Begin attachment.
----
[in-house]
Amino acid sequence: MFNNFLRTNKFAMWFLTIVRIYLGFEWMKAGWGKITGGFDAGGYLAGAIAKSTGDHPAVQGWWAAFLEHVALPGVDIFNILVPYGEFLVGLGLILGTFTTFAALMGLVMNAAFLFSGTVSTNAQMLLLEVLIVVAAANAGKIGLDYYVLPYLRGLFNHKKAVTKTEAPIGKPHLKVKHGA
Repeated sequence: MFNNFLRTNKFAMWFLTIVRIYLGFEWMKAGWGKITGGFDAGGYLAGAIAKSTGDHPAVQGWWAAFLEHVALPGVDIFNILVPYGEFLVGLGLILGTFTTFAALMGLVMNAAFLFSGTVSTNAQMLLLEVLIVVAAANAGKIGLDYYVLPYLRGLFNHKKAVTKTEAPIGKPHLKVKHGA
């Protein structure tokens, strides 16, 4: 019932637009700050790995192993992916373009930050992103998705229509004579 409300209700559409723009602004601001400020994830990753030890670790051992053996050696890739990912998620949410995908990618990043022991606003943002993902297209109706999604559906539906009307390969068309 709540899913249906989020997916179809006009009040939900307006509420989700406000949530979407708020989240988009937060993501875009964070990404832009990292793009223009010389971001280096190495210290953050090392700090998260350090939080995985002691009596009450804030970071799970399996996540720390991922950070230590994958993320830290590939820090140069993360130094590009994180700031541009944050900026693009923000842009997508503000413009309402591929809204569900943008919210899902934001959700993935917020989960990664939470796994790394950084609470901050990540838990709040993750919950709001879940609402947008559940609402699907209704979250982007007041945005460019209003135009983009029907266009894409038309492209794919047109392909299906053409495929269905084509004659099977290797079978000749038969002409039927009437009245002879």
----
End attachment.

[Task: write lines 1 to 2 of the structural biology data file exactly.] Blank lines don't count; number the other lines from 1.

[in-house]
Amino acid sequence: MFNNFLRTNKFAMWFLTIVRIYLGFEWMKAGWGKITGGFDAGGYLAGAIAKSTGDHPAVQGWWAAFLEHVALPGVDIFNILVPYGEFLVGLGLILGTFTTFAALMGLVMNAAFLFSGTVSTNAQMLLLEVLIVVAAANAGKIGLDYYVLPYLRGLFNHKKAVTKTEAPIGKPHLKVKHGA